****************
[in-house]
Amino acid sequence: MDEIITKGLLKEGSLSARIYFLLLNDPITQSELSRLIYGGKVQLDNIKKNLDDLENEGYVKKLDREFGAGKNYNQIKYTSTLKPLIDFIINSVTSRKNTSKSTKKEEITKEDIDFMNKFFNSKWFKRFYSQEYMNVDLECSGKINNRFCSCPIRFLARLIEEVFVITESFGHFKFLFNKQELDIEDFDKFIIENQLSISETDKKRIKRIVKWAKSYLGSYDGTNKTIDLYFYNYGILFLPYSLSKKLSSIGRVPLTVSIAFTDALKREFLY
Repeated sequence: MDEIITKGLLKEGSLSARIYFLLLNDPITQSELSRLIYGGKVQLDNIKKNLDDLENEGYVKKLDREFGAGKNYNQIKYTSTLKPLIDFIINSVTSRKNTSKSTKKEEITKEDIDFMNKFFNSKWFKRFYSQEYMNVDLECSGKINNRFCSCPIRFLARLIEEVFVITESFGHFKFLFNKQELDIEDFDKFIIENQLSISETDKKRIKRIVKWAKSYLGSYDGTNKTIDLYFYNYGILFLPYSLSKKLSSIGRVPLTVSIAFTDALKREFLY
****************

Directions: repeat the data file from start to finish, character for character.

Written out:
[in-house]
Amino acid sequence: MDEIITKGLLKEGSLSARIYFLLLNDPITQSELSRLIYGGKVQLDNIKKNLDDLENEGYVKKLDREFGAGKNYNQIKYTSTLKPLIDFIINSVTSRKNTSKSTKKEEITKEDIDFMNKFFNSKWFKRFYSQEYMNVDLECSGKINNRFCSCPIRFLARLIEEVFVITESFGHFKFLFNKQELDIEDFDKFIIENQLSISETDKKRIKRIVKWAKSYLGSYDGTNKTIDLYFYNYGILFLPYSLSKKLSSIGRVPLTVSIAFTDALKREFLY
Repeated sequence: MDEIITKGLLKEGSLSARIYFLLLNDPITQSELSRLIYGGKVQLDNIKKNLDDLENEGYVKKLDREFGAGKNYNQIKYTSTLKPLIDFIINSVTSRKNTSKSTKKEEITKEDIDFMNKFFNSKWFKRFYSQEYMNVDLECSGKINNRFCSCPIRFLARLIEEVFVITESFGHFKFLFNKQELDIEDFDKFIIENQLSISETDKKRIKRIVKWAKSYLGSYDGTNKTIDLYFYNYGILFLPYSLSKKLSSIGRVPLTVSIAFTDALKREFLY